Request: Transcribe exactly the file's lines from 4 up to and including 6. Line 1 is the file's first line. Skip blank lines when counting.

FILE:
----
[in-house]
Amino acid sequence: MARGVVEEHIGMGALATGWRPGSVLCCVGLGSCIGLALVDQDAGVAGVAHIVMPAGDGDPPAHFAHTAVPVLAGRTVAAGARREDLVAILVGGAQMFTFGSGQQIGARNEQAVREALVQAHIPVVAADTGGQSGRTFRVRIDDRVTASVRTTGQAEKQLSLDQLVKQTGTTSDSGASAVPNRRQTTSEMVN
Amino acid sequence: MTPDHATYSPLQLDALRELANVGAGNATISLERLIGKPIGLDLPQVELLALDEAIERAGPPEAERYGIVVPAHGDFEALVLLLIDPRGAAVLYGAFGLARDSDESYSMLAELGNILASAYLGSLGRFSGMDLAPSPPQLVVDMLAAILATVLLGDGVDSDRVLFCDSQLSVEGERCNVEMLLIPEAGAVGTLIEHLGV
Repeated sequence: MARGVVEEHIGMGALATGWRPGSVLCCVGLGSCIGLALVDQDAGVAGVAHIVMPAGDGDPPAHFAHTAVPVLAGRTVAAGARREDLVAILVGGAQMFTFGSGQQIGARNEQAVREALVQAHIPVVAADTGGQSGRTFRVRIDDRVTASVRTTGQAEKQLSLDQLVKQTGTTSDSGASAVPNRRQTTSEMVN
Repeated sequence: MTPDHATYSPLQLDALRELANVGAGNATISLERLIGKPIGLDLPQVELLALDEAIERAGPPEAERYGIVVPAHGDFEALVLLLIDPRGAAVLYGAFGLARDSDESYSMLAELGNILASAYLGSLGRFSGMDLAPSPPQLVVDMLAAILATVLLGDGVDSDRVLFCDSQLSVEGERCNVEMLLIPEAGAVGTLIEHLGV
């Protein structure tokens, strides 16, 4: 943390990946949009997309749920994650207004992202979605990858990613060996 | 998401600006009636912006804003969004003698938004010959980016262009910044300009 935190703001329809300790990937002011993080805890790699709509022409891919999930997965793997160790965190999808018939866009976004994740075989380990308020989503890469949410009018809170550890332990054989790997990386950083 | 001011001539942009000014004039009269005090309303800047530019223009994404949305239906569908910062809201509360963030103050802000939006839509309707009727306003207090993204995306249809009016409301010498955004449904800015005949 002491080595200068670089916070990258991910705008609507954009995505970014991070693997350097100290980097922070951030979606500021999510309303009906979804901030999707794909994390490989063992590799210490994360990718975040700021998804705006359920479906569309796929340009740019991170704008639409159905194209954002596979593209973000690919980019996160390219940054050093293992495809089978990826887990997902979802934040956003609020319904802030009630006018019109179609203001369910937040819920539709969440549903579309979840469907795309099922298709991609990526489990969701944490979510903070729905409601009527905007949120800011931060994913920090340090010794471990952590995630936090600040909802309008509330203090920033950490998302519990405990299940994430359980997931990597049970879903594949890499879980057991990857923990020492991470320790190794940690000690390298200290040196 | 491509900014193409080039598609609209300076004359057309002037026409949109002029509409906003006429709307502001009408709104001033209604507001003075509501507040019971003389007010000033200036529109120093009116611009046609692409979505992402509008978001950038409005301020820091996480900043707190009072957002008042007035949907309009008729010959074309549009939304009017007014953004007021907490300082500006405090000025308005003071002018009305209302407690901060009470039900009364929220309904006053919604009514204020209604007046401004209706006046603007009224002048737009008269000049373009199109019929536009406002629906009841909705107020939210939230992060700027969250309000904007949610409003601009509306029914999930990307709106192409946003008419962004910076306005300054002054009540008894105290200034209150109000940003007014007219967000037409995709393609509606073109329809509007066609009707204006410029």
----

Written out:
Repeated sequence: MARGVVEEHIGMGALATGWRPGSVLCCVGLGSCIGLALVDQDAGVAGVAHIVMPAGDGDPPAHFAHTAVPVLAGRTVAAGARREDLVAILVGGAQMFTFGSGQQIGARNEQAVREALVQAHIPVVAADTGGQSGRTFRVRIDDRVTASVRTTGQAEKQLSLDQLVKQTGTTSDSGASAVPNRRQTTSEMVN
Repeated sequence: MTPDHATYSPLQLDALRELANVGAGNATISLERLIGKPIGLDLPQVELLALDEAIERAGPPEAERYGIVVPAHGDFEALVLLLIDPRGAAVLYGAFGLARDSDESYSMLAELGNILASAYLGSLGRFSGMDLAPSPPQLVVDMLAAILATVLLGDGVDSDRVLFCDSQLSVEGERCNVEMLLIPEAGAVGTLIEHLGV
């Protein structure tokens, strides 16, 4: 943390990946949009997309749920994650207004992202979605990858990613060996 | 998401600006009636912006804003969004003698938004010959980016262009910044300009 935190703001329809300790990937002011993080805890790699709509022409891919999930997965793997160790965190999808018939866009976004994740075989380990308020989503890469949410009018809170550890332990054989790997990386950083 | 001011001539942009000014004039009269005090309303800047530019223009994404949305239906569908910062809201509360963030103050802000939006839509309707009727306003207090993204995306249809009016409301010498955004449904800015005949 002491080595200068670089916070990258991910705008609507954009995505970014991070693997350097100290980097922070951030979606500021999510309303009906979804901030999707794909994390490989063992590799210490994360990718975040700021998804705006359920479906569309796929340009740019991170704008639409159905194209954002596979593209973000690919980019996160390219940054050093293992495809089978990826887990997902979802934040956003609020319904802030009630006018019109179609203001369910937040819920539709969440549903579309979840469907795309099922298709991609990526489990969701944490979510903070729905409601009527905007949120800011931060994913920090340090010794471990952590995630936090600040909802309008509330203090920033950490998302519990405990299940994430359980997931990597049970879903594949890499879980057991990857923990020492991470320790190794940690000690390298200290040196 | 491509900014193409080039598609609209300076004359057309002037026409949109002029509409906003006429709307502001009408709104001033209604507001003075509501507040019971003389007010000033200036529109120093009116611009046609692409979505992402509008978001950038409005301020820091996480900043707190009072957002008042007035949907309009008729010959074309549009939304009017007014953004007021907490300082500006405090000025308005003071002018009305209302407690901060009470039900009364929220309904006053919604009514204020209604007046401004209706006046603007009224002048737009008269000049373009199109019929536009406002629906009841909705107020939210939230992060700027969250309000904007949610409003601009509306029914999930990307709106192409946003008419962004910076306005300054002054009540008894105290200034209150109000940003007014007219967000037409995709393609509606073109329809509007066609009707204006410029």